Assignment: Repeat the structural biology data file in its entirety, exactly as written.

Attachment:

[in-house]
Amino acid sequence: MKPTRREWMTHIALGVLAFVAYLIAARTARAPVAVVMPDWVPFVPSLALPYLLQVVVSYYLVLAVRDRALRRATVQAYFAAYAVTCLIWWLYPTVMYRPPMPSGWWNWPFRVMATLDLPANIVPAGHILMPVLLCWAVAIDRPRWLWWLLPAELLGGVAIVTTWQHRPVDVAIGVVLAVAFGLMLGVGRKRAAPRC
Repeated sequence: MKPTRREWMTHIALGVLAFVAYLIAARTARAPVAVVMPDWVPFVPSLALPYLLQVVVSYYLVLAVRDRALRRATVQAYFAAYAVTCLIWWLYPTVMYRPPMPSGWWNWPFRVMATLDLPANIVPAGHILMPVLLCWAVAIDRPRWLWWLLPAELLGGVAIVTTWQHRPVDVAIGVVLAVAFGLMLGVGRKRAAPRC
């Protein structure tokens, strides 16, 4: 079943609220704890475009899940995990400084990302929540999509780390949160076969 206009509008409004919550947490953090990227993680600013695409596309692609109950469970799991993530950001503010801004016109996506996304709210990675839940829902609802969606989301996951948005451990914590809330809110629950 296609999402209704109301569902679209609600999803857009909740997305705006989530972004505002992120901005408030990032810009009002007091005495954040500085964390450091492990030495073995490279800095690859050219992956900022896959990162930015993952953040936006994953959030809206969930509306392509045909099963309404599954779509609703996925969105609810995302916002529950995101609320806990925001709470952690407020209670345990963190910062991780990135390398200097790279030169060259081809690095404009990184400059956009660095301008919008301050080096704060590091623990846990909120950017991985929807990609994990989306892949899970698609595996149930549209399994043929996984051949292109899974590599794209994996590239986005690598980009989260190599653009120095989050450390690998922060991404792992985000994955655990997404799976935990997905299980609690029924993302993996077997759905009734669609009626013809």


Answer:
[in-house]
Amino acid sequence: MKPTRREWMTHIALGVLAFVAYLIAARTARAPVAVVMPDWVPFVPSLALPYLLQVVVSYYLVLAVRDRALRRATVQAYFAAYAVTCLIWWLYPTVMYRPPMPSGWWNWPFRVMATLDLPANIVPAGHILMPVLLCWAVAIDRPRWLWWLLPAELLGGVAIVTTWQHRPVDVAIGVVLAVAFGLMLGVGRKRAAPRC
Repeated sequence: MKPTRREWMTHIALGVLAFVAYLIAARTARAPVAVVMPDWVPFVPSLALPYLLQVVVSYYLVLAVRDRALRRATVQAYFAAYAVTCLIWWLYPTVMYRPPMPSGWWNWPFRVMATLDLPANIVPAGHILMPVLLCWAVAIDRPRWLWWLLPAELLGGVAIVTTWQHRPVDVAIGVVLAVAFGLMLGVGRKRAAPRC
């Protein structure tokens, strides 16, 4: 079943609220704890475009899940995990400084990302929540999509780390949160076969 206009509008409004919550947490953090990227993680600013695409596309692609109950469970799991993530950001503010801004016109996506996304709210990675839940829902609802969606989301996951948005451990914590809330809110629950 296609999402209704109301569902679209609600999803857009909740997305705006989530972004505002992120901005408030990032810009009002007091005495954040500085964390450091492990030495073995490279800095690859050219992956900022896959990162930015993952953040936006994953959030809206969930509306392509045909099963309404599954779509609703996925969105609810995302916002529950995101609320806990925001709470952690407020209670345990963190910062991780990135390398200097790279030169060259081809690095404009990184400059956009660095301008919008301050080096704060590091623990846990909120950017991985929807990609994990989306892949899970698609595996149930549209399994043929996984051949292109899974590599794209994996590239986005690598980009989260190599653009120095989050450390690998922060991404792992985000994955655990997404799976935990997905299980609690029924993302993996077997759905009734669609009626013809």